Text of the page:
A presidential order may be necessary to set standards to combat toxic algae blooms which are harming bodies of water across the United States, an Ohio mayor testified to a Senate committee last week.
Lifestyles, livelihoods and economies hang in the balance during toxic algae blooms, Toledo Mayor D. Michael Collins told the Agriculture, Nutrition and Forestry Committee last week. Collins said the U.S. needs to draw up a nationwide battle plan to control the toxic invaders, according to the Democrat and Chronicle.
Algae blooms occur as a result of the runoff of pollutants and chemicals – like fertilizers and sewage – into rivers, lakes and large bodies of water. The algae, which scientists say are actually bacteria, feed off the pollutants, then multiply, choke off oxygen to fish and aquatic creatures, and emit gasses and material that is dangerous to humans and their pets.
Collins said Toledo is not alone in the battle and it should be a national top priority to avoid health orders, such as the “do not consume” order his city issued last August as a result of a toxic bloom.
The poison infestation last summer forced city officials in Toledo to tell residents in the region not to drink or wash food with their tap water for 72 hours. That had implications across the local economy and lifestyle.
Collins testified before the Agriculture, Nutrition and Forestry Committee that the “do not consume” order had a $2.2 to $2.5 million economic impact on his region. Retailers were forced to dispose of fresh produce that had been washed in the tainted water, and restaurants weren’t able to use water for cooking.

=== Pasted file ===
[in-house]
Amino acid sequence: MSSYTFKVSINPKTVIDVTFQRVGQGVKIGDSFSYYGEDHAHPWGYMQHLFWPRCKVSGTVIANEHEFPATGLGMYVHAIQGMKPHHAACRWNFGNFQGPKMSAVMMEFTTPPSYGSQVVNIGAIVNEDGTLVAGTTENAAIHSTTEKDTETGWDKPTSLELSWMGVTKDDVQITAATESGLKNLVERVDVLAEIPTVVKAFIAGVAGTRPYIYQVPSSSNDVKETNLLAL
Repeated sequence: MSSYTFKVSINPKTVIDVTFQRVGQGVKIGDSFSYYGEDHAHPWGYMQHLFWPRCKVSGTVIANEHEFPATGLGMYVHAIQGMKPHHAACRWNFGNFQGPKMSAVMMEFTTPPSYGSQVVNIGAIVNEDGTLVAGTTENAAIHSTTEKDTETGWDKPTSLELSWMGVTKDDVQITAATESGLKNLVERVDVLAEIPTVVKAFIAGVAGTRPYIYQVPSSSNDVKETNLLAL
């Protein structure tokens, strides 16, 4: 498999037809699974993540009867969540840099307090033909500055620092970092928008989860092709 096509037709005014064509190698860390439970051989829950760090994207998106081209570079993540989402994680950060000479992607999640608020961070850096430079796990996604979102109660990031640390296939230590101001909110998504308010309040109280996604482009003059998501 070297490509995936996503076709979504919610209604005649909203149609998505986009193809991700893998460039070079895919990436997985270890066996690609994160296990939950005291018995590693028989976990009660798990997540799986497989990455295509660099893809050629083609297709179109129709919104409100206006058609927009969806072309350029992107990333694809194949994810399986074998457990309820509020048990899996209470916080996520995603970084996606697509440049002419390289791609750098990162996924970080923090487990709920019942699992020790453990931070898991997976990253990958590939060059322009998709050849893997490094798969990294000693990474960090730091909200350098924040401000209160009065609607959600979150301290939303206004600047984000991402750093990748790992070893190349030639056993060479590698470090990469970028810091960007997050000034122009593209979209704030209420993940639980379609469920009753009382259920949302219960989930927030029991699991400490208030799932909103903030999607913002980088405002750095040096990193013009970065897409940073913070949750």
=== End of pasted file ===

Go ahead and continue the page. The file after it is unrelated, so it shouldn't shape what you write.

The rapidly mounting invasion of toxic algae is an issue of concern to farmers, consumers, businesses and the environment. Algae blooms are dangerous to health and economies worldwide.
Recently, among the other regions to issue “do not consume” orders related to algae blooms were:
- The Oregon Health Authority, which on Thursday issued an advisory against water contact in Jackson County as a bloom was discovered at Lost Lake Creek.
- Saanich, British Columbia, Canada, where officials warned swimmers, boaters and pet owners to avoid Beaver Lake and Elk Lakes following tests that indicated the presence of toxic algae.
- Canterbury District Health Board issued a health warning for people to avoid contact with water from Kahutara River, a major waterway that runs in Southern New Zealand.
Photo: In this file photo from 2007, sea lions, poisoned by toxic domoic acid, the result of an unusually large bloom of microscopic ocean algae that sickened and killed California birds, sea lions and dolphins from San Francisco to San Diego, are treated at the Pacific Marine Mammal Center in Laguna Beach, Calif. (Photo : Getty Images)